Reagan was a hero to me. I became a citizen of the United States when he was president, and he is the first president I voted for as an American citizen. He inspired me and made me even prouder to be a new American.

He used to talk about the letter he received from a man who said, ''You can go and live in Turkey, but you can't become Turkish. You can go and live in Japan, but you can't become Japanese. You can go to live in Germany or France, but you can't become German or French.'' But the man said that anyone from any corner of the world could come to America and become an American.

When I heard President Reagan tell that story, I said to myself, ''Arnold, you Austrian immigrant, he is talking to you. He is saying that you will fit in here. You will be a real American, able to follow your dreams.''

He represented America

President Reagan symbolized to me what America represented -- hope, opportunity, freedom. He made us remember that the United States stood for something great and noble. Once again, it was alright to stand tall and believe in this country, and in ourselves.

He made each of us, no matter our station in life, feel part of something larger and grander. He saw America as an ''empire of ideals,'' and he advanced those ideals to the world.

Just Monday, I spoke with some of my friends in Austria and Germany. They told me that every single newspaper, every television station, every radio program around the clock is reporting on the life and death of Ronald Reagan. The reports are not just about the passing of an American president, but intimate stories that capture the essence of the person and the persona -- as if he were one of their own.

Why are people everywhere so deeply and personally affected by Ronald Reagan's legacy? Because his leadership profoundly influenced not only America, but also the world. He embodied the very things that all people desire, the same things that draw immigrants like myself to the United States: an unfailing optimism, a devotion to freedom and a belief in the goodness of humankind.

He is a role model for any of us who have been granted the public trust as an elected leader. He led a life of public service with common sense and uncommon purpose. And he taught me something very special about this country: That here, the greatest power is not derived from privilege; it is derived from the people.

President Reagan's unshakable faith in the people reminds us that despite the challenges we face, by the power of our collective resolve, we are a mighty force for goodness and progress.

Words of action

He said, ''To those who are faint-hearted and unsure, I have this message: If you are afraid of the future, then get out of the way, stand aside. The people of this country are ready to move again.''

These are words of action, fitting for a nation whose best days are always ahead. Every generation can nourish the American experience -- with more opportunity, stronger security, greater equality, new discoveries.

Ronald Reagan is gone, but his spirit remains with us in all of its vigor and charm. We see the twinkle in his eye, the winning smile on his face, and we hear his message of optimism, courage and strength.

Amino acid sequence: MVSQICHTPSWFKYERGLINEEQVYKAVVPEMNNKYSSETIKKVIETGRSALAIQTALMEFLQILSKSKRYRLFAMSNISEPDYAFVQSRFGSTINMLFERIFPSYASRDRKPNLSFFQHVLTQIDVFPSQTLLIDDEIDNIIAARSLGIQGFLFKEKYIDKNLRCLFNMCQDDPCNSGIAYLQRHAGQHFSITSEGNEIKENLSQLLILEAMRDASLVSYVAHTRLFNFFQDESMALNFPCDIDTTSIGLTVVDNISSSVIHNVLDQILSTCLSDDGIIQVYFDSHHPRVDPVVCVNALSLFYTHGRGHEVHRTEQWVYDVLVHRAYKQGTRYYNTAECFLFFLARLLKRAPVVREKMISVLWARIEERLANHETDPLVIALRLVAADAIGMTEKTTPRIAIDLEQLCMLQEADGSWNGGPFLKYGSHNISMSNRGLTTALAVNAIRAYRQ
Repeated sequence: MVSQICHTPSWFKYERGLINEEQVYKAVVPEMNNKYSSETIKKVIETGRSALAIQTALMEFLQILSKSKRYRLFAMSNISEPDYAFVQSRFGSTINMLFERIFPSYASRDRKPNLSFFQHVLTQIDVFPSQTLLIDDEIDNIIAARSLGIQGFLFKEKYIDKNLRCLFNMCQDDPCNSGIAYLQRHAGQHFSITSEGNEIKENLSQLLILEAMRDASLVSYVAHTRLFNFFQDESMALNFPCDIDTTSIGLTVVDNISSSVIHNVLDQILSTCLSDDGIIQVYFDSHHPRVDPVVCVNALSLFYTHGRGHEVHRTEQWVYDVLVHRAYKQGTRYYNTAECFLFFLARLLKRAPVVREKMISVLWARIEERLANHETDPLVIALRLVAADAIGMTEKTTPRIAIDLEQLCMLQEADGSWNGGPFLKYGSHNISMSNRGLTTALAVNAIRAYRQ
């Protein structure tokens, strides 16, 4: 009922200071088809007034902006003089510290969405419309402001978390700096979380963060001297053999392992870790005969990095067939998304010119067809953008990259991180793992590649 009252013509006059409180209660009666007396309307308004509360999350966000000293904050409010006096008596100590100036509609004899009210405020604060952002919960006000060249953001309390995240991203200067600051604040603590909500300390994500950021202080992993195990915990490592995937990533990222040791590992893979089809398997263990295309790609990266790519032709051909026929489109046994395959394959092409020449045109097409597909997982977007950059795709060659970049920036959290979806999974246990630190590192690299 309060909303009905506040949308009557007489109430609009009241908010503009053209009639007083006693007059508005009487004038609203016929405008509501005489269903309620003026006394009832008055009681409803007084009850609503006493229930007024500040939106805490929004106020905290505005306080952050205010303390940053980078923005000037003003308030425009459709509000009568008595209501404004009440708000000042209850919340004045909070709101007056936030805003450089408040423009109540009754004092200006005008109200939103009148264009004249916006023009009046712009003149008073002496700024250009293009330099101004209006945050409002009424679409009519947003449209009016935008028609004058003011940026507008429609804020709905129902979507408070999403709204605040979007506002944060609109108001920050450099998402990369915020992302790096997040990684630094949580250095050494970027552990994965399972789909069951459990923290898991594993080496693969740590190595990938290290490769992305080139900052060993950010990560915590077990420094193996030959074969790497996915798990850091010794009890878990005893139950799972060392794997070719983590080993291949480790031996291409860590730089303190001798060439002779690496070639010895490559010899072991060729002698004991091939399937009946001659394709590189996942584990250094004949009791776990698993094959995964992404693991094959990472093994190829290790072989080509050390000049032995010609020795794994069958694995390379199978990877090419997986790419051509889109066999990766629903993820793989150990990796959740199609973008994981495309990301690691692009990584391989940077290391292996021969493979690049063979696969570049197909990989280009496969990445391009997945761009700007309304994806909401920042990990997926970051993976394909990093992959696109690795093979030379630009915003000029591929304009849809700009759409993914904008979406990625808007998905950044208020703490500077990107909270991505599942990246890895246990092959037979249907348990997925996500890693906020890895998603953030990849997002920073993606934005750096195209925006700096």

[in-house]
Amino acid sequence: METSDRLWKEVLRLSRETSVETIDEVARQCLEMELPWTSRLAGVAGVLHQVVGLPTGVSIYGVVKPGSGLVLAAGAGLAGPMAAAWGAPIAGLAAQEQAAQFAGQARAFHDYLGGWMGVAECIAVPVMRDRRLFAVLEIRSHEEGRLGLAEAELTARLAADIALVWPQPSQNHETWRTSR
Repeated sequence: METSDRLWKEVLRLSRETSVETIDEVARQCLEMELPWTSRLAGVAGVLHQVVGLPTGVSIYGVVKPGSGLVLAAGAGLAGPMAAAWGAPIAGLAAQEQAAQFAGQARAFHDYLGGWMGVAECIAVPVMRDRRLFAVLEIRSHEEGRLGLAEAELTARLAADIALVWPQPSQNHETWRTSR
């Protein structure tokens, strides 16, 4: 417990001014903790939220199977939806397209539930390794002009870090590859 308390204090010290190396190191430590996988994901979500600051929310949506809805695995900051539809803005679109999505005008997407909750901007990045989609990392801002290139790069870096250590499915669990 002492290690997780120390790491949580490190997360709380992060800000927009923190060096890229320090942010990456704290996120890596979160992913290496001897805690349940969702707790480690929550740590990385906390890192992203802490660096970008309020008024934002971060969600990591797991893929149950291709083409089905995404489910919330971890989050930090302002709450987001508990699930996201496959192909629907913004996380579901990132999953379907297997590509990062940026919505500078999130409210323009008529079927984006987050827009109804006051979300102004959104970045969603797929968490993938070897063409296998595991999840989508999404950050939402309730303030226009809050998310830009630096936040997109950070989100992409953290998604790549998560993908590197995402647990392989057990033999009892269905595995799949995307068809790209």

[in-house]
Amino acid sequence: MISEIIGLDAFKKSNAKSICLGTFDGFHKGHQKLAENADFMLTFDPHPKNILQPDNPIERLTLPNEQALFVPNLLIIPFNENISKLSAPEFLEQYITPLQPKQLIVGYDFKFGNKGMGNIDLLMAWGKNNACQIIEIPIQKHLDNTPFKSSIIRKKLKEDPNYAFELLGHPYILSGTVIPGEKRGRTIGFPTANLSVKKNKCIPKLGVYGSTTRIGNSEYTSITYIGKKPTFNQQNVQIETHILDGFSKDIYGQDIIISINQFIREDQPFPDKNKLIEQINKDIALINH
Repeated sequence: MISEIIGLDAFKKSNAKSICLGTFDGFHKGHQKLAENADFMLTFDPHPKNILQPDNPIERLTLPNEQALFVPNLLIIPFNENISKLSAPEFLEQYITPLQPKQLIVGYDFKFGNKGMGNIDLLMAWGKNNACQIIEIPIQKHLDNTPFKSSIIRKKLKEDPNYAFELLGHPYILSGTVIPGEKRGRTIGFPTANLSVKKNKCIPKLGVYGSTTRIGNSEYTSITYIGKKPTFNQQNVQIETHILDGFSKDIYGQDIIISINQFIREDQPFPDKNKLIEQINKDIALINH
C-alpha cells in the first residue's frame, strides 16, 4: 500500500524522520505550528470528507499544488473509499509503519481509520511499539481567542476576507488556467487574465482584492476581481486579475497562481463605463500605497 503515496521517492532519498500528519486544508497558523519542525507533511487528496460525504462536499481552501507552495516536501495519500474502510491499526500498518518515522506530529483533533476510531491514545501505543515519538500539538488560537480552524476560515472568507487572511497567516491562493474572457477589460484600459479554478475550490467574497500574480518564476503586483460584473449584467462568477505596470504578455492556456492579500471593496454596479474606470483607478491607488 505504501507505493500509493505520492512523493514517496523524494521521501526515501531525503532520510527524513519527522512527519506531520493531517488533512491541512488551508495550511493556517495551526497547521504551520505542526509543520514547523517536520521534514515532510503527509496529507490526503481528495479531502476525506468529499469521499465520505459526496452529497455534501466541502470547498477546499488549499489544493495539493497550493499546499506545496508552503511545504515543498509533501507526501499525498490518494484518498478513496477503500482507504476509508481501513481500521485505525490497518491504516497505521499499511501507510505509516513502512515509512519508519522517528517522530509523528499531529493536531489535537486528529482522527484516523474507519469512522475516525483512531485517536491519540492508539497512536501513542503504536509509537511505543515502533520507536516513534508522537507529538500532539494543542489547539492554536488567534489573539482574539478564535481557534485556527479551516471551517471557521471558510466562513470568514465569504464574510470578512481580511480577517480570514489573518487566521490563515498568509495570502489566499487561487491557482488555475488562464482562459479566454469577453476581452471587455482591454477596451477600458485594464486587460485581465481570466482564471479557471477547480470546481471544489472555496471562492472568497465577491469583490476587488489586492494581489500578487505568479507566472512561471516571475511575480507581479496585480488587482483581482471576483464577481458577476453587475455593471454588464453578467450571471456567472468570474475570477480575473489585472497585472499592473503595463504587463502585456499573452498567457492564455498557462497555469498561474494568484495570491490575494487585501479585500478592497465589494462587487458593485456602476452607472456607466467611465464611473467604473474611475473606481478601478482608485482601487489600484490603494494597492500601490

He once said, ''In this springtime of hope, some lights seem eternal. America's is.'' We are thankful for the life of Ronald Reagan, and blessed that his own light is eternal.

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June 09, 2004

Especially for the women

A fairy tale for the assertive woman of the 2000's:

Once upon a time, in a land far away, a beautiful, independent, self assured
princess happened upon a frog as she sat, contemplating ecological issues on
the shores of an unpolluted pond in a verdant meadow near her castle.

The frog hopped into the princess' lap and said,"Elegant Lady, I was once a
handsome prince, until an evil witch cast a spell upon me. One kiss from you,
however, and I will turn back into the dapper, young prince that I am and then,
my sweet, we can marry and set up housekeeping in yon castle with my mother,
where you can prepare my meals, clean my clothes, bear my children, and
forever feel grateful and happy doing so."

That night, as the princess dined sumptuously on a repast of lightly sauteed
frog legs seasoned in a white wine and onion cream sauce, she chuckled to
herself and thought,"I don't fucking think so."

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Hot and smart

Gee, it seems like there are a lot of Republican babes out there, doesn't it? Even one who lives in New Zealand. Yes, Stacy's mom DOES "got it goin' on".

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Wictory Wednesday

The passing of Reagan has rightfully replaced all of the current campaign bickering in the media. Soon though, the onslaught of he said/he said/I did NOT!/He did TOO! will begin again. Someone in the Kerry campaign will accuse Bush and the Republicans of roasting small children over campfires. The Bush people will respond with ads describing Kerry's voting record. And then the Kerry people will run around screaming about the negative attacks on their candidate. Funny how illustrating someone's past is considered going negative while relentless personal assaults is considered within bounds. Look, I'm no neophyte here. Politics is a rough and tumble, brass knuckles business. If you can't handle the truth about your past, then you have a few choices:

1) Change your past. Say hi to Christopher Lloyd for me while you're there.

2) Own up to your past and mention that there are some things that you would probably do differently now, having made the mistakes of callow youth in the past.

3) State that you support every single decision/statement that you've ever made and let the chips fall where they may. Suck it up and be a mensch.

4) Run around screaming like a baby because someone has the unmitigated gall to accurately describe your record.

I leave it to the reader to decide which of the above choices describes the junior senator from Massachusetts.

Today is Wictory Wednesday. Every Wednesday I ask my readers to volunteer and/or donate to the Bush campaign if they haven't done so already. And if you have volunteered and donated, then get a friend to join you. It's the only way to defeat the lying liberal media.

If you're a blogger, you can join Wictory Wednesday simply by putting up a post like this every Wednesday, asking your readers to volunteer and/or donate to the president's re-election campaign. Be sure to visit these fine participating blogs: